A Primer on Trump Tax Tool: Carrying Over Net Operating Loss

The Bloomberg BNA Tax Management Weekly State Tax Report filters through current state developments and analyzes those critical to multistate tax planning.

By Jennifer McLoughlin

Oct. 5 — The ubiquitous chatter and commentary about the leak of Donald Trump's 1995 state tax returns has turned the spotlight on a standard tax tool that often flies under the radar: net operating loss deductions.

The New York Times on Oct. 1 released pages from Trump's Connecticut, New Jersey and New York 1995 tax returns, allegedly demonstrating that the Republican presidential nominee declared “other income” of negative $916 million and was equipped to cancel out federal income tax liability for up to 18 years.

As reported by the Tax Foundation, the loss and subsequent offset of taxable income “is almost certainly what is known as a net operating loss (NOL) carryforward.”

While conversation about Trump's tax strategy has largely been constricted to his federal income-tax bill—or lack thereof—it triggered questions about how NOL deductions operate and whether states have adopted a similar feature.

Bloomberg BNA details below the structure of NOL deductions, how state regimes vary and how they are viewed, and what lies ahead for them.

Carryback

The use of a net operating loss deduction in earlier taxable years.

What Are Net Operating Losses?

An NOL represents the excess of allowable deductions over gross income for a given tax year, which generates negative taxable income. Originating with the Revenue Act of 1918, an NOL provision permits the carryover of those losses to offset taxable income in preceding or subsequent reporting periods—either to claim a refund for prior taxable years or to reduce tax payments in future taxable years.

NOL deductions weren't always available under federal law, and the carryover periods have fluctuated through the years. Today, Section 172 of the Internal Revenue Code provides a carryback period of two years and a carryforward period of up to 20 years.

While often a feature in corporate tax planning, NOLs can also play into personal income taxes. For example, operating losses from partnerships, limited liability companies and S corporations can be used in personal tax returns to cancel out an equivalent amount of taxable income from other sources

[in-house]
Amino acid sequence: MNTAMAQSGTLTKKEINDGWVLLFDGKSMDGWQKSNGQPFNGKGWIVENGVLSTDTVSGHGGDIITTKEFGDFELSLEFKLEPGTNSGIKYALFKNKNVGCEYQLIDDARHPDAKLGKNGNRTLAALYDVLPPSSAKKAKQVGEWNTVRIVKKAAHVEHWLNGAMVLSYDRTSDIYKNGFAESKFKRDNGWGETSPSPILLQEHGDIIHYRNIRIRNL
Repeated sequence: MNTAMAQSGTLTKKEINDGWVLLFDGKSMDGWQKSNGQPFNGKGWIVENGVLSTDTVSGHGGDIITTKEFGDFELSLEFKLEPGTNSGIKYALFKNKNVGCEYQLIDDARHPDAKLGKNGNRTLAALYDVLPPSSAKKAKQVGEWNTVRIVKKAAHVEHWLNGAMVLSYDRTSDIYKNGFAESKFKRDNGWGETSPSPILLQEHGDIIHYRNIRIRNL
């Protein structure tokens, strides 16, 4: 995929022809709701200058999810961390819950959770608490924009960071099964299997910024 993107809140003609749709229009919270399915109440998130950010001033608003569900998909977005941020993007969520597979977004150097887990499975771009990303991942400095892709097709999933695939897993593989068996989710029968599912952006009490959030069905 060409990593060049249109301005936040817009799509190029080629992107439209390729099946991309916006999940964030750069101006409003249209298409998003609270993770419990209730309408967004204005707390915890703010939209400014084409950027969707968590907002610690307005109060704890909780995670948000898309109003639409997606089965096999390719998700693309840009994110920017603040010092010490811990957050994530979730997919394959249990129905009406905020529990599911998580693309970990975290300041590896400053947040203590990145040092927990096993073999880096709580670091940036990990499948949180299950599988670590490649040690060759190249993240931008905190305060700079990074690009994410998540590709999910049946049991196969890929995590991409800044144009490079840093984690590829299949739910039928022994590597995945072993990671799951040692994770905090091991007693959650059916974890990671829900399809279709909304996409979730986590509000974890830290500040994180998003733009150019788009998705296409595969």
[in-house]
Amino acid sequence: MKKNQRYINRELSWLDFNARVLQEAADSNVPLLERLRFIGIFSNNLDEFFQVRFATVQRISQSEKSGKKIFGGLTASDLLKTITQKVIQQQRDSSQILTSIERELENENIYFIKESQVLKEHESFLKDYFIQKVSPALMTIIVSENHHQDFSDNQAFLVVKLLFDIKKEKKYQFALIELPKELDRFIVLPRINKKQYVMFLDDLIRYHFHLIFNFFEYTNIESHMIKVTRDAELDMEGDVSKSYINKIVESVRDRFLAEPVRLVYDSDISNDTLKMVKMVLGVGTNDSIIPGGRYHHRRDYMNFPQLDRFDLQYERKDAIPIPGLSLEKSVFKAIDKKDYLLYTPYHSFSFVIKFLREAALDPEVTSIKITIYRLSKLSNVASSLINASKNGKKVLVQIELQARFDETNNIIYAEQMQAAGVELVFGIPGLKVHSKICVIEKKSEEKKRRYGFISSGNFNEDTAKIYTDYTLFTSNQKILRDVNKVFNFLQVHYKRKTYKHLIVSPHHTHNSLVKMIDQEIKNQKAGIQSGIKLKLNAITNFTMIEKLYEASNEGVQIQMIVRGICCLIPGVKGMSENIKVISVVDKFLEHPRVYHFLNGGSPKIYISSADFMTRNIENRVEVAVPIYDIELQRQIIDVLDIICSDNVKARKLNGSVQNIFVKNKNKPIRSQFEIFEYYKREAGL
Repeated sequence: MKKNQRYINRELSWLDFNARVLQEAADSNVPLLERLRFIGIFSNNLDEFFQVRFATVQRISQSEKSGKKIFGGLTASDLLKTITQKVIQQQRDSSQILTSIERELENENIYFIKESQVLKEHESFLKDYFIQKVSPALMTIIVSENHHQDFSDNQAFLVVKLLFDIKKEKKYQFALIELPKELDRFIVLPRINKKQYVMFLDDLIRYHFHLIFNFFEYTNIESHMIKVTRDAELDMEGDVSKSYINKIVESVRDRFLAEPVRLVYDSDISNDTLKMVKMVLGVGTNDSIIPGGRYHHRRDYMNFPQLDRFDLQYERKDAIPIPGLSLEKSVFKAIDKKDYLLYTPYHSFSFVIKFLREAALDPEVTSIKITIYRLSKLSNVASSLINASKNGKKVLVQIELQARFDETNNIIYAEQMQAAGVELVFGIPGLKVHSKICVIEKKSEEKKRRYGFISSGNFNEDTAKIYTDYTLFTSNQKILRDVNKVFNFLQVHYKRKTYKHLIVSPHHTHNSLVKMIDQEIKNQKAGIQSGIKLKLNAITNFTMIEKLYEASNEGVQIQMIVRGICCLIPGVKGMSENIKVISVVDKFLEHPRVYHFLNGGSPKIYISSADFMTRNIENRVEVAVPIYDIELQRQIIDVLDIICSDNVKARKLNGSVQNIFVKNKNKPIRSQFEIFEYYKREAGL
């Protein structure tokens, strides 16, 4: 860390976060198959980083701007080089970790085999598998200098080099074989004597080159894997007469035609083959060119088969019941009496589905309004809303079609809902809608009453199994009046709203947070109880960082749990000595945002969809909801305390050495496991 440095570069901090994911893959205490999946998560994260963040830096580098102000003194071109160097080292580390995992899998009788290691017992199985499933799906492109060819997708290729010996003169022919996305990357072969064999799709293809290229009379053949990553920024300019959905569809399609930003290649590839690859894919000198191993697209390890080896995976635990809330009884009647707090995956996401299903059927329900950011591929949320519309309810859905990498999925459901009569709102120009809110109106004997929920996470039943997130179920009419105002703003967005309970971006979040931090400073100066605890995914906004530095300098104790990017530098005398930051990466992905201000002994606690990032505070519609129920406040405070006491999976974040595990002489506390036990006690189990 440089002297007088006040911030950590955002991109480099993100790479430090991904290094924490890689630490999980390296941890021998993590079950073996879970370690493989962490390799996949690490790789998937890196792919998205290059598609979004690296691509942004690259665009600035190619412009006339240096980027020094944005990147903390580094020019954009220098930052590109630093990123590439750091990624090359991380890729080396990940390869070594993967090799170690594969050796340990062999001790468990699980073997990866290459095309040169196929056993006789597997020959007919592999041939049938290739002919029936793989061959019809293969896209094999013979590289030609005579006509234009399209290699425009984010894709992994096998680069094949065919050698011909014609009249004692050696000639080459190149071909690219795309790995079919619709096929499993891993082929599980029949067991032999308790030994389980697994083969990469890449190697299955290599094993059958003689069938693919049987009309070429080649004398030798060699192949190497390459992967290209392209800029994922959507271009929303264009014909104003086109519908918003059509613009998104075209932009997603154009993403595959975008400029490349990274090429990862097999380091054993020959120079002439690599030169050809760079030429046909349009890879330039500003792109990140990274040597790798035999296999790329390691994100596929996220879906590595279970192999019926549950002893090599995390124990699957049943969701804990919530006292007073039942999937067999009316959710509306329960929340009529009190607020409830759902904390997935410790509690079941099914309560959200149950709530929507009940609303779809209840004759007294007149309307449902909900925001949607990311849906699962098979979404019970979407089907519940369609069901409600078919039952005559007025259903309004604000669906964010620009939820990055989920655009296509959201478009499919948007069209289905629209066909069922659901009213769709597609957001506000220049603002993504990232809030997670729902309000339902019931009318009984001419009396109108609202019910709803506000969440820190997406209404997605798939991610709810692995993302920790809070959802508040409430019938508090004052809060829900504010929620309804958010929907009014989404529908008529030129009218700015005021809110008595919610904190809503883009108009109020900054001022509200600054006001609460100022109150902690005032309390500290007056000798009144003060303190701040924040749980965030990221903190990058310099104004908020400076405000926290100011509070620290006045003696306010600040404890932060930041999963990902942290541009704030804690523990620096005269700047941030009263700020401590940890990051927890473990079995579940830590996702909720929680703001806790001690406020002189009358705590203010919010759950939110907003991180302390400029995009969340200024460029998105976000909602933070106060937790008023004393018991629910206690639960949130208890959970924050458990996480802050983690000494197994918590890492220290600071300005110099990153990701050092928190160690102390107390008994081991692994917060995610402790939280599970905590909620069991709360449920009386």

There are two ways to use NOLs: carryback (using an NOL in earlier taxable years) and carryforward (using them in later tax years).

Carryforward

The use of a net operating loss deduction in later taxable years.

Do States Conform With Federal NOL Deductions?

State treatment of NOLs is far from uniform. States not only vary in their conformity to the federal NOL regime, but also deviate from one another's rules.

  • Carryforward Conformity.
Based on information gathered by Bloomberg BNA, 30 states and the District of Columbia conform to the federal carryforward period of 20 years for corporate income tax purposes ( see chart below).

States that don't track the 20-year time frame stretch as far as 15 years and as little as five years.

  • Carryback Conformity.
The federal-state discrepancy is more stark with the treatment of NOL carrybacks. Twenty-eight states and the District of Columbia don't permit NOL carrybacks for corporate income taxes. And of those states that recognize NOL deductions for prior taxable years, 13 conform to the federal standard of two years ( see chart below).

For personal income tax purposes, states vary considerably in their approaches, and the rules are more difficult to pin down. Some conform with the federal regime, while others have curbed the scope of NOL deductions. Pennsylvania and Massachusetts don't permit NOL deductions at all. Similar to the corporate treatment, some have limited the carryforward periods.

Why Do Taxpayers Utilize NOLs?

The NOL deduction is a product of accounting for income tax on an annual basis, which can lead to disparities between the tax liability of businesses with steady income and those with fluctuating income.

Practitioners note that businesses with steady income exceeding expenses can consistently take the full benefit of deductions. However, corporate gains and losses don't always coincide with the calendar year.

For businesses with shifting income, the benefit of deductions is lost in taxable years when expenses exceed income—potentially leading to greater tax liability over a period of years than businesses with stable profits and equivalent average income. NOLs help with leveling out the corporate ups and downs.

Likewise, NOL deductions can encourage investment in new businesses, allowing losses in early years to offset income in later profitable years.

Dating back to 1957, the U.S. Supreme Court observed the balancing act underlying NOL rules, promoting taxation on long-term net income:

The net operating loss provisions “were enacted to ameliorate the unduly drastic consequences of taxing income strictly on an annual basis. They were designed to permit a taxpayer to set off its lean years against its lush years, and to strike something like an average taxable income computed over a period longer than one year ( Libson Shops, Inc. v. Koehler, 353 U.S. 382, 1957 ).

What Is the Criticism of NOLs?

Revenue loss is often cited as the primary drawback of NOL deductions. Accordingly, states frequently reassess them during budget talks and economic downturns.

And some have characterized them as a tax break for a small contingent of wealthy individuals and businesses.

However, practitioners largely view NOL carryforwards and carrybacks as a core component of an income tax—not as a source of controversy.

Observing that 1.2 million taxpayers reported NOLs on their 2014 federal income tax forms, the Tax Foundation noted that the arbitrary system of taxing income on a calendar year basis is ripe for crafty accounting absent NOL deductions. Subject to a tax bill during a year with negative income, a taxpayer “would have an incentive to manipulate gains and losses to make them happen in the same year.”